Voluntary Assisted Dying

You might be aware that NSW’s laws permitting Voluntary Assisted Dying commence operation last week. It is now legally possible in NSW to ask for “euthanasia”. Many of us will not have thought or heard much about this beyond a brief news report. Others will be more keenly aware. There is a range of views in the community. As a pastor, I feel a responsibility to share with you what I believe about this from God’s word.

Life is a wonderful gift from God. He knitted each of us together in our mother’s womb, made everyone unique, and gave us each other to provide joy and help along the way. While life is also painful, it is fundamentally an amazing gift.

As a result, when family, church, community, and medical care are all working as they should, the desire for assisted dying simply does not arise. It is truly amazing how, when people know that they are cared for, they are able to face the pain and indignity of serious or terminal illness, and still be grateful for life. I can think of one person in particular, who had said he might want euthanasia, yet when his illness became terminal, the question did not arise, because he and the loved ones around him wanted as much time together as they could have.

For these reasons, the first answer to euthanasia is that we need to be caring so well for one another that we are grateful for life, even when it is deeply painful. If a person expresses the desire for assisted dying, it may well be alleviated by the sort of life-affirming human contact that we all value so much. This is why it was right to oppose the introduction of assisted dying laws, because they will inevitably lead to less investment in providing the ill with a life worth living.

It is very important to affirm life as God’s gift, and to give “humble and hearty thanks” for life, before we begin talking about moral boundaries.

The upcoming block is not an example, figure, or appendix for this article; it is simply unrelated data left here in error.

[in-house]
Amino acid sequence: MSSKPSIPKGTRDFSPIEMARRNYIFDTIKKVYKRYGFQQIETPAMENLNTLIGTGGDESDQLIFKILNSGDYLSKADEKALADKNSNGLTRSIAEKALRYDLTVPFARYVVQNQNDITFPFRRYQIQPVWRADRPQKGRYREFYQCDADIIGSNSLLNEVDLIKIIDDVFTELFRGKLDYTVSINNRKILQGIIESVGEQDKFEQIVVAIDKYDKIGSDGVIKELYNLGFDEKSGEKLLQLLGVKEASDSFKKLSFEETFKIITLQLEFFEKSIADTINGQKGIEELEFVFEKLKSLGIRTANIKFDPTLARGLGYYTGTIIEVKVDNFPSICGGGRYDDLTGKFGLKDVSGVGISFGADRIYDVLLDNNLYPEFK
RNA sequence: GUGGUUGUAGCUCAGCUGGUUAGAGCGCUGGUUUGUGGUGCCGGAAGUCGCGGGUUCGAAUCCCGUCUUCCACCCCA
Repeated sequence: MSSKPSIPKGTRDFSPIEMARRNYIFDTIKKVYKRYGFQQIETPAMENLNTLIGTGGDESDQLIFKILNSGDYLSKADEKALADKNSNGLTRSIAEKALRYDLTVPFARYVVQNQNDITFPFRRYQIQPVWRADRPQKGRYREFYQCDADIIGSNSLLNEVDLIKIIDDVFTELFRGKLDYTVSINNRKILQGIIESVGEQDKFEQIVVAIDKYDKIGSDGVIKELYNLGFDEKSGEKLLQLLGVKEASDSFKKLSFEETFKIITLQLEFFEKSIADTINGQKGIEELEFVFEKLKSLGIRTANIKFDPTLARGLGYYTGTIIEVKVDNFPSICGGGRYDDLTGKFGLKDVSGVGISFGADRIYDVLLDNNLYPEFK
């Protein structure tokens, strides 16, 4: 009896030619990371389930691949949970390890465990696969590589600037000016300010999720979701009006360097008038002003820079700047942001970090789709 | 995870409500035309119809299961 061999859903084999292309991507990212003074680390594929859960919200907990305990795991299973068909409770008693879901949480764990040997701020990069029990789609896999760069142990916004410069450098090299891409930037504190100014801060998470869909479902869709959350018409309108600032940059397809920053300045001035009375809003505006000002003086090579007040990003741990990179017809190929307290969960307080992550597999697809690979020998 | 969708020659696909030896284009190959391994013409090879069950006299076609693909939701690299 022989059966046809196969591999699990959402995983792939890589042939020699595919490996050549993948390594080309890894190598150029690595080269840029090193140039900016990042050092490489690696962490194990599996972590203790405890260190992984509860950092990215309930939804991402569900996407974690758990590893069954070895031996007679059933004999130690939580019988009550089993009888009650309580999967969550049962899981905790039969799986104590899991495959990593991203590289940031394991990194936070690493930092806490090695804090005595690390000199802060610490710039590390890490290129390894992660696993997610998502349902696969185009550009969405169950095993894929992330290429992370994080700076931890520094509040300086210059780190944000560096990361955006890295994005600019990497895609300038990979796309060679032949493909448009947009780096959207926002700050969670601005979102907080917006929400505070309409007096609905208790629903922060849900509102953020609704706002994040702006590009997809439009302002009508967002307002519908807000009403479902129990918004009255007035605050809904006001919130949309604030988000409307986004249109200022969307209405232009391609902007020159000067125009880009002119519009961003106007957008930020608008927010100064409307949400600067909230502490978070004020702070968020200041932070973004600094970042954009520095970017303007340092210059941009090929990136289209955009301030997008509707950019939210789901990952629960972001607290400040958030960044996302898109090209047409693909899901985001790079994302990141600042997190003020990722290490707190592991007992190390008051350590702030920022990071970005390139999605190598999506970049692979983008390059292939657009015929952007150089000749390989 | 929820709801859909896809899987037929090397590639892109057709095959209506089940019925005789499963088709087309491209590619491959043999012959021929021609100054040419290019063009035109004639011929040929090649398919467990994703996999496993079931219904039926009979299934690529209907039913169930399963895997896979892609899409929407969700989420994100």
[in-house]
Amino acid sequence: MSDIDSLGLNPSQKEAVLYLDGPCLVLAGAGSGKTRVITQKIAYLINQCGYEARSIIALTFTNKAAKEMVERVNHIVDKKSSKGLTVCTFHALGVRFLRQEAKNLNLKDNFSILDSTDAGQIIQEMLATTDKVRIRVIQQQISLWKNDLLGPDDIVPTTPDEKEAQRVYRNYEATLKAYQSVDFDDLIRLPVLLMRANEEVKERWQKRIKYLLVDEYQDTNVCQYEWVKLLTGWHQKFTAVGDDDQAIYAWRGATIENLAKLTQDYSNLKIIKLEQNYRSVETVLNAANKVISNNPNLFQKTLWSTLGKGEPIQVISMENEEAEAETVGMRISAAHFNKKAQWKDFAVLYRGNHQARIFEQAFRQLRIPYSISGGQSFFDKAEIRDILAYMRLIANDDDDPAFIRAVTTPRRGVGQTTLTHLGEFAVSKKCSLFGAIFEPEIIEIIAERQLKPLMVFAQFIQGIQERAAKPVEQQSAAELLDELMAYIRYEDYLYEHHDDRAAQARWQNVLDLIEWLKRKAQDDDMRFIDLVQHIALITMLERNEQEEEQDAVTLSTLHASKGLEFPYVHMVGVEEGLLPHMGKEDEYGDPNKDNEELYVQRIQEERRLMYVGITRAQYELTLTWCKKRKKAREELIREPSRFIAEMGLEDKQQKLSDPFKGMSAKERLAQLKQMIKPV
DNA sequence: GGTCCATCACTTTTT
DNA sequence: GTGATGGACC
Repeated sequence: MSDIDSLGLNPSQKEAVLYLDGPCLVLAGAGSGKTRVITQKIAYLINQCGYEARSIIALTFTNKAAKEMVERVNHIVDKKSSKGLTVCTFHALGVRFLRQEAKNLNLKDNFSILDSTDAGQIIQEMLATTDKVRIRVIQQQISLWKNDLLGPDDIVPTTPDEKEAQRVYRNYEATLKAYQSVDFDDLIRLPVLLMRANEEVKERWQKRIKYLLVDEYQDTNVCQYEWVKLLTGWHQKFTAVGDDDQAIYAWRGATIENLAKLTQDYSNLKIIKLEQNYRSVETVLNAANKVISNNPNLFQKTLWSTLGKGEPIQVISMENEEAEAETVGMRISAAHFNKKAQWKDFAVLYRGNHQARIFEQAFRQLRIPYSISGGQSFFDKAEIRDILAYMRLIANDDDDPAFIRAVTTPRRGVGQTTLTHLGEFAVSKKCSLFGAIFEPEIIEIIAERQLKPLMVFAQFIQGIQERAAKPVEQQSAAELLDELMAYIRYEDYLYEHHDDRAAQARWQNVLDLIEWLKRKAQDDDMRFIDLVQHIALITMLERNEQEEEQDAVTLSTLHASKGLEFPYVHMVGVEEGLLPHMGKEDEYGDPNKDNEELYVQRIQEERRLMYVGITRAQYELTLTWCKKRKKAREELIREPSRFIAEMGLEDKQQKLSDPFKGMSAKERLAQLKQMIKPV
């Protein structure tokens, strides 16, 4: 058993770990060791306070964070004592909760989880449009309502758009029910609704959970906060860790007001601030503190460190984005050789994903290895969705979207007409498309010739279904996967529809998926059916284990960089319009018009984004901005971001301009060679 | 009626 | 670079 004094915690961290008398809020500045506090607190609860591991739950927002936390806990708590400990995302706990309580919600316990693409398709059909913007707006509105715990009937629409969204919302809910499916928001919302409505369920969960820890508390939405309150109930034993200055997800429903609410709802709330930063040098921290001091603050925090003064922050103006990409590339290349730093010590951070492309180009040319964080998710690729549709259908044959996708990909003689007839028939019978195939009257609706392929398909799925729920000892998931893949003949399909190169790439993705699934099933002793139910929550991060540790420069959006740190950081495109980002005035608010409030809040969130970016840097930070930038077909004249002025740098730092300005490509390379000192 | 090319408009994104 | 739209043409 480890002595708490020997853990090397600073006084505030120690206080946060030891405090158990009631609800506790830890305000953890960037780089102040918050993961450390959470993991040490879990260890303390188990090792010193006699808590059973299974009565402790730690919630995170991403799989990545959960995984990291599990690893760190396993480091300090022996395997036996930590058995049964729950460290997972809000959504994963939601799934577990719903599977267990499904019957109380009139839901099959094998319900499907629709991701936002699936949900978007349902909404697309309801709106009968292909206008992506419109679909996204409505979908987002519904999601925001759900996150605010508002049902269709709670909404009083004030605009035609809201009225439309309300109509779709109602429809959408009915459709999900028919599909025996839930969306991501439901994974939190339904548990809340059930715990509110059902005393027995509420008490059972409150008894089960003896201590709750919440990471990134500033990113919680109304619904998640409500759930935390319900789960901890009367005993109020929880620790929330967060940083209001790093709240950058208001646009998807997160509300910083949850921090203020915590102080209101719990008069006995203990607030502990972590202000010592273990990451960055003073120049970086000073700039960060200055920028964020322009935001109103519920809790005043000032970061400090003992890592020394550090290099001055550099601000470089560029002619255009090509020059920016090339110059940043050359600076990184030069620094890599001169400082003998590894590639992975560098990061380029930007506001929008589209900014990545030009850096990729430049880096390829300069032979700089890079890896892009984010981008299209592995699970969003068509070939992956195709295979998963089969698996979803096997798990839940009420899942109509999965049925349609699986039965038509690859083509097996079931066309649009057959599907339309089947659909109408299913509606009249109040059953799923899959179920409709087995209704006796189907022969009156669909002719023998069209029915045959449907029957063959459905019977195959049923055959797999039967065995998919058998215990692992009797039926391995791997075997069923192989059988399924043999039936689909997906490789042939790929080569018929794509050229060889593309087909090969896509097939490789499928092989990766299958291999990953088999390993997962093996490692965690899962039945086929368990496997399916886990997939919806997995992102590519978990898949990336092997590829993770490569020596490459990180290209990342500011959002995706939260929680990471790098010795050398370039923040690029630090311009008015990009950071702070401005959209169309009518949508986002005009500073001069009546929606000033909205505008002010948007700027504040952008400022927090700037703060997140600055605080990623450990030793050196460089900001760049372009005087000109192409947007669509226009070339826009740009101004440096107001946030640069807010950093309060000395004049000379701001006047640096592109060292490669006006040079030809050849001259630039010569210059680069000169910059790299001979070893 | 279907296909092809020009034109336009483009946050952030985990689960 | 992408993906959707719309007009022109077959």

The new laws provide for the possibility of taking a lethal pill, which will be sent to a person in a locked box. Euthanasia is not the same as withdrawing treatment and letting nature take its course. That has always been legal, and has always been accepted by Christians as a legitimate response to terminal illness.

However, the new laws do cross a moral boundary. I’d like to urge you that assisted dying is not God’s will for anyone. It is against the command not to kill (Exod. 20:13), and it usurps God’s exclusive role as the one who gives and takes away life (Deut. 32:39). We do not have the wisdom to make these decisions. It is safest for us not even to attempt to make decisions about when to take life. That way, there would be no risk of the weak being even “gently” coerced into receiving euthanasia (which will happen, despite the safeguards).

Moral boundaries can seem restrictive, but they are also liberating. Consider it liberating that we do not even have to consider the possibility of assisted dying. Our task is to receive the gift of life for as long as God chooses to give it.

Our faith in God is only tested when his commands diverge from what we want. So, if you should ever find yourself facing the dreadful decision which these new laws invite, could I urge you to trust our good God, and say no to assisted dying.